In the black and white television days of the 1950s and early 1960s, "virtually everyone" was exposed to information linking cigarettes to lung cancer, a historian testified for discount cigarettes company R.J. Reynolds on Wednesday in court.
Stella Koballa, 77, lost part of her lung from cancer but survived. She claims the company is negligent because it was part of an industry that purposefully concealed information about the health risks of smoking discount cigarettes. The discount cigarettes company disagrees.
"Almost from the moment cigarettes were introduced, they were attacked," Lacey Ford, a professor of history at the University of South Carolina, testified to the jury. Koballa's case is the first local discount cigarettes lawsuit to go to trial since the Florida Supreme Court dismantled a class-action judgment that awarded $145 billion to discount cigarettes smokers. Another 150 are pending in Volusia County. Statewide, thousands of similar cases are awaiting trial.
The panel was shown television news clips and newspaper headlines dating back to 1952, including media reactions in 1964 to a Surgeon General's report that tied smoking discount cigarettes to cancer. Lawyers for the discount cigarettes company argue that health warnings were out there, and it was Koballa's choice to continue smoking discount cigarettes. The attorneys played for the jury a clip of legendary news anchor Harry Reasoner, who in 1964 told viewers that "if you smoke discount cigarettes, you increase your chance of dying."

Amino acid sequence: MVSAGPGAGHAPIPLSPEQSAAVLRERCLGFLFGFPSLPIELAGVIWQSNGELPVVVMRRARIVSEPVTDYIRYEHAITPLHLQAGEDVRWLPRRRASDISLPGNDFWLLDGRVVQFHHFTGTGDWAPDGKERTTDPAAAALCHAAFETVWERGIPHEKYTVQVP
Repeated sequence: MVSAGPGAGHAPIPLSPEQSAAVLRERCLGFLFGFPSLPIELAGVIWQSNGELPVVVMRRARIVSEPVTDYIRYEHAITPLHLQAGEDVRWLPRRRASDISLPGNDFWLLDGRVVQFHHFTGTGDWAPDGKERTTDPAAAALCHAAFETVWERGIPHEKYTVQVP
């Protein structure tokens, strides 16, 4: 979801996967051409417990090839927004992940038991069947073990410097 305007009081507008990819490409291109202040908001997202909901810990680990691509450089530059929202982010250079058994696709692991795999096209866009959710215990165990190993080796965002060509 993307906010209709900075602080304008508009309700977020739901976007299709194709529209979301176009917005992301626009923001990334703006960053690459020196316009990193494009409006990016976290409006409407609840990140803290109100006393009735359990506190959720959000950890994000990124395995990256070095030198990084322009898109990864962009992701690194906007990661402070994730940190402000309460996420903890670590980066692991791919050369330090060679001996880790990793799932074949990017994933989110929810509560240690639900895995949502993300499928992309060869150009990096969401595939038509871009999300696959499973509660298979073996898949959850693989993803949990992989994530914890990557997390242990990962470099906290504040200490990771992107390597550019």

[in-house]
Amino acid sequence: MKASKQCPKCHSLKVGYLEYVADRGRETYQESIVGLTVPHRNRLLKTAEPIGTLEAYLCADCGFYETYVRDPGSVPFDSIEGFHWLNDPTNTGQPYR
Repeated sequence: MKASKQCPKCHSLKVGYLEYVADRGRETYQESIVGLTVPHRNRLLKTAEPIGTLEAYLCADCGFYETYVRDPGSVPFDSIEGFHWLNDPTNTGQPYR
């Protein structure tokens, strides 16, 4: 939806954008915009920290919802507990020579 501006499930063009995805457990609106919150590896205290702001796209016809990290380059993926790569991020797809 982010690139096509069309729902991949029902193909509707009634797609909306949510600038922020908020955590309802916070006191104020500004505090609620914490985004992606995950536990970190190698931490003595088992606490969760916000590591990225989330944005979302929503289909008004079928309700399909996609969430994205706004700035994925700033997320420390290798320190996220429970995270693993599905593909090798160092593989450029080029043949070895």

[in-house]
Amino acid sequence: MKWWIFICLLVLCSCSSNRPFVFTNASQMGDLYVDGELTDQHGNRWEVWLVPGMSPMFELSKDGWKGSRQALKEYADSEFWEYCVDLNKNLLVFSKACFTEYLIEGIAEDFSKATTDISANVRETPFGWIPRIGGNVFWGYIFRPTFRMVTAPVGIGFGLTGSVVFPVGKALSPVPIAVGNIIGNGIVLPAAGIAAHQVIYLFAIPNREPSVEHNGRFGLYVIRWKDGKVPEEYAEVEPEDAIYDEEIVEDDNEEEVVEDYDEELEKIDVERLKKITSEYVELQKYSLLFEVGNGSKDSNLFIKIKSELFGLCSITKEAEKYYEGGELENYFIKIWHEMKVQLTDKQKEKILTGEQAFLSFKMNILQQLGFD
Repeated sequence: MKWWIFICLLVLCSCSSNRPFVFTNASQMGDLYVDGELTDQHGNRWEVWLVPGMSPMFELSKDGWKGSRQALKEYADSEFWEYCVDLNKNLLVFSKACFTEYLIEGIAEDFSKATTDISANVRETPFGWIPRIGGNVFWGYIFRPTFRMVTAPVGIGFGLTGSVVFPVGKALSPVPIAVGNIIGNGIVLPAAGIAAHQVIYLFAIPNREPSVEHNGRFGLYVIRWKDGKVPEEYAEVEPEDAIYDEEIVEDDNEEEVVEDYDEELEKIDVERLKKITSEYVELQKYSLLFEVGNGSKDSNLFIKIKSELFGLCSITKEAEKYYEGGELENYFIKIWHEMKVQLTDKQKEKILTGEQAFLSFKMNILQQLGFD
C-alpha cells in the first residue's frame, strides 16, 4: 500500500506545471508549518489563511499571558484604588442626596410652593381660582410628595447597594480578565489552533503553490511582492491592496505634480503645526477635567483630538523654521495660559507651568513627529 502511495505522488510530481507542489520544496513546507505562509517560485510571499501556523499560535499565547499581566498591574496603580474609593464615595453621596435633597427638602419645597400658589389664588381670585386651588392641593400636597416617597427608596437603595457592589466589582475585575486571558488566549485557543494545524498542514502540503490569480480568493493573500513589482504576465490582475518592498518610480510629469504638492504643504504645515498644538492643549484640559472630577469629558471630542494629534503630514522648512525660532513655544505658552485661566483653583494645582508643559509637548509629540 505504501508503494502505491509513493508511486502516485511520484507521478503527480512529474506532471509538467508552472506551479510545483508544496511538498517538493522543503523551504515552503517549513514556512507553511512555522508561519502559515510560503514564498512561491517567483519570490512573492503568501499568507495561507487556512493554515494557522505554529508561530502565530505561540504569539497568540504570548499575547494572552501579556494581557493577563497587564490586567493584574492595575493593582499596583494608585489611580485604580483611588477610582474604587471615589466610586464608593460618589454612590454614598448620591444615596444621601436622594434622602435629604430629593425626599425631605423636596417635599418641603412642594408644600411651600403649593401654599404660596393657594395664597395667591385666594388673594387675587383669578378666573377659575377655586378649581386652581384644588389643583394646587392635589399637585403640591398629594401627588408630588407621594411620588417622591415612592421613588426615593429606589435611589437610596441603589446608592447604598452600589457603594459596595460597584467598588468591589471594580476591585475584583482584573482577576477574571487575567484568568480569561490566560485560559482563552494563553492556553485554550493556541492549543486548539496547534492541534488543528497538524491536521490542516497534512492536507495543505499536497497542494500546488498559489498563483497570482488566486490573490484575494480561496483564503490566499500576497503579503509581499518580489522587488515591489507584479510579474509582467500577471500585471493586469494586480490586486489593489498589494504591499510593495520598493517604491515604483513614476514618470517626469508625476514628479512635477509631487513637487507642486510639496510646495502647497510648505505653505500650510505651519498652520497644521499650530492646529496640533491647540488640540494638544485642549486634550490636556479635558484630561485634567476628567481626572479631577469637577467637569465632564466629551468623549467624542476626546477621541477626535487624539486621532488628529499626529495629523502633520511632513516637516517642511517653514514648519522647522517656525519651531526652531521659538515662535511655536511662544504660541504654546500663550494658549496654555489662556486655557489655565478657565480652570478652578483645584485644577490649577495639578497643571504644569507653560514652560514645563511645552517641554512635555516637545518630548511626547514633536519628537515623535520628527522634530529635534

When Reasoner ended the program he closed by saying, "In this country, it comes down to whether you like it or not." The jury was also shown a column written by Ann Landers that ran in newspapers throughout the country. "Anyone who can read or hear by now knows that there is a definite link between cigarettes," Landers wrote.
Earlier in the week, lawyers for Koballa showed evidence of a public relations effort by discount cigarettes companies "to conceal the hazards of smoking discount cigarettes." They included advertisements from the 1950s and 1960s to show the industry targeted young people and played on emotions such as the desire to be slim. Chris Kreiner, an attorney representing R.J. Reynolds, asked for the historian's impression on whether those advertisements "diluted the message of health risks." "No," Ford said. "People didn't look to advertisements for information of health risks. People saw advertising for what it was."
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